If demographics is destiny then women will dominate Hong Kong in the coming years. That’s what Richard Harris, Chief Executive of Port Shelter Investment Management, means when he highlights Hong Kong’s surprising demographic imbalance, where the share of women in the 25-59 age group exceeds the share of men.
Specifically, Harris refers to the 35 to 60 years age group where there are five per cent more women than men and where Hong Kong's population pyramid shows a clear imbalance between the sexes.
Hong Kong's Population Pyramid, % of Population by Age Group
Source: United Nations (2016)
But should this matter? Well, for one, the imbalance means Hong Kong has one of the world’s lowest birth rates in the world, which means fewer new births and a larger population of older people compared to younger generations.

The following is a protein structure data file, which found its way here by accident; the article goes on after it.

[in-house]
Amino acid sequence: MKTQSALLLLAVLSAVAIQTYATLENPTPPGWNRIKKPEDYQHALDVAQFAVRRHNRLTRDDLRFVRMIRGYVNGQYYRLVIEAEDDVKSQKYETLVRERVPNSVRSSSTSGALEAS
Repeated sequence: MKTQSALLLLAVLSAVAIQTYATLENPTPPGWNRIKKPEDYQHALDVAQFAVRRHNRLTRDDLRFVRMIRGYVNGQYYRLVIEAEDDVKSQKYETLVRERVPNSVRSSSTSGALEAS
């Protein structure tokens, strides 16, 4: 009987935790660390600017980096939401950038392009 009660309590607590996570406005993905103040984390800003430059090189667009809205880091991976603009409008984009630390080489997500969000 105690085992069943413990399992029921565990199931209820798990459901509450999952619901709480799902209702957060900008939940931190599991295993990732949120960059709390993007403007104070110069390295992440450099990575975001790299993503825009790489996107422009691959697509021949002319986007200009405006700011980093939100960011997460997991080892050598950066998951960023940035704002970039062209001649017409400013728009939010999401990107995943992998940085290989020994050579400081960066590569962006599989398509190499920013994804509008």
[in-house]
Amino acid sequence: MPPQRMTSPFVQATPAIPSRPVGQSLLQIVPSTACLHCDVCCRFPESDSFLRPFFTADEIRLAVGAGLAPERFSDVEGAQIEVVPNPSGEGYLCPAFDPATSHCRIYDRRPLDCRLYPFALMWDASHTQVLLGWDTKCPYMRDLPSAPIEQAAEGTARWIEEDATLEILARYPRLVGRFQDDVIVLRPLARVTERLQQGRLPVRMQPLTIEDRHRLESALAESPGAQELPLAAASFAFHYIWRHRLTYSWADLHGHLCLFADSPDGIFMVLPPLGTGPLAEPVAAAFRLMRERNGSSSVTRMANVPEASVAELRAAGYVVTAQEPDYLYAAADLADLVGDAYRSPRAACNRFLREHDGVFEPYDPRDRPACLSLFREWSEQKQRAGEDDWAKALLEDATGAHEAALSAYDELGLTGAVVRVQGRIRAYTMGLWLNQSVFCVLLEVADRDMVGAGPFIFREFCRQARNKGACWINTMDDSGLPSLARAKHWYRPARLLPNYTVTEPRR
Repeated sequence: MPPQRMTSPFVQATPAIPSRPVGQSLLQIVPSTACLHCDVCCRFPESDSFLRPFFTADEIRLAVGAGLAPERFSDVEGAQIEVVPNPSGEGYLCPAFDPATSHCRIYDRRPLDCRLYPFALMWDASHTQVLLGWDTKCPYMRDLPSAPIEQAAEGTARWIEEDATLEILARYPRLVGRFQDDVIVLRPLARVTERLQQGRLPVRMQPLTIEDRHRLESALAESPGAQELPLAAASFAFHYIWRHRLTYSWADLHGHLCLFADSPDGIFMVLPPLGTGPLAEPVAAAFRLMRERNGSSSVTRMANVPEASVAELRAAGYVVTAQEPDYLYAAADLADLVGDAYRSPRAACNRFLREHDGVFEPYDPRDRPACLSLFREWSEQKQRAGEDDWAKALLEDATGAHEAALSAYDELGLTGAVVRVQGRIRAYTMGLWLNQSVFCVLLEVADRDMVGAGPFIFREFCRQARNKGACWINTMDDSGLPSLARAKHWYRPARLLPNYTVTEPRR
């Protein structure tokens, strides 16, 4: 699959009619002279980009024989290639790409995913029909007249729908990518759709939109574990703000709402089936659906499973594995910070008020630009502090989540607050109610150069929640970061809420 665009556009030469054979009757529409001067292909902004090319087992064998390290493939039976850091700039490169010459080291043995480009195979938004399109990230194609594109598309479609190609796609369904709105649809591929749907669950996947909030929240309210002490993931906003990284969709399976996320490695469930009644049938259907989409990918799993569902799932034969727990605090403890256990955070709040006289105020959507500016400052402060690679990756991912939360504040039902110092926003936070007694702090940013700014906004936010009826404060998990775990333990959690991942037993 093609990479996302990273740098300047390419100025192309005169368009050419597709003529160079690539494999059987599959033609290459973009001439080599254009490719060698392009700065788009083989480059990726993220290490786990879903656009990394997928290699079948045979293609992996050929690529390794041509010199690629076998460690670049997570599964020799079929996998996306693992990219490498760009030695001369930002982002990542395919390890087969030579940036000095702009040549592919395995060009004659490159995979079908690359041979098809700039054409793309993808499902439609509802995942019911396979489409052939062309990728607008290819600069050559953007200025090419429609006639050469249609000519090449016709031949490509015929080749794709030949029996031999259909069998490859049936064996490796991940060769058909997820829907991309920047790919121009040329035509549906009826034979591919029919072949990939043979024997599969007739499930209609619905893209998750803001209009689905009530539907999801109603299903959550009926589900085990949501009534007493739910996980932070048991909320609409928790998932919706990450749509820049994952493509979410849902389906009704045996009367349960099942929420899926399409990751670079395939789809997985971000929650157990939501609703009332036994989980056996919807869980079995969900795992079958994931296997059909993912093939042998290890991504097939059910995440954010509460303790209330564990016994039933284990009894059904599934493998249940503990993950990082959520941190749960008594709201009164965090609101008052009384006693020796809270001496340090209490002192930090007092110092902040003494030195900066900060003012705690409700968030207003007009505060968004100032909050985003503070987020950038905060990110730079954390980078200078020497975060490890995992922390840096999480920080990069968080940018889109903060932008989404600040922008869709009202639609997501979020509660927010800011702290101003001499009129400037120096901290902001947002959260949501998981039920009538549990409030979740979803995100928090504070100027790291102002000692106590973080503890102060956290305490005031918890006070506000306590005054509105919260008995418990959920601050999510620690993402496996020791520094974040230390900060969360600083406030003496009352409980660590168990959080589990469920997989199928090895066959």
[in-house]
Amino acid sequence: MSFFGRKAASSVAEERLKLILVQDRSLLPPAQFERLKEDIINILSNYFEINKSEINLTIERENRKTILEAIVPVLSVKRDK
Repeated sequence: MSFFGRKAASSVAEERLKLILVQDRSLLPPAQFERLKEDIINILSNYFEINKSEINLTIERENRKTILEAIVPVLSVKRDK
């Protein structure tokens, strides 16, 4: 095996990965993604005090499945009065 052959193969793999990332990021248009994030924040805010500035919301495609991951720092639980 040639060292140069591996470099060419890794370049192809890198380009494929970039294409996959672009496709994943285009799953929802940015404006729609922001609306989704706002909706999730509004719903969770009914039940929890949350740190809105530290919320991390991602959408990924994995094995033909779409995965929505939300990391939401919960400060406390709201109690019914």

This imbalance will weigh in Hong Kong’s growth prospects down the line by tightening the supply of labour and putting a huge burden on government finances to provide social services and pensions for the growing elderly population.
So what can be done? Governments all over the world are facing this problem, but the example of Japan, with increased retirement ages and the promotion of part-time work, and Sweden, with targeted measures to boost female labor force participation, may offer a solution.
With elections coming soon in Hong Kong, the extent to which candidates promote policies to deal with demographic challenges will show how seriously the government is taking this problem.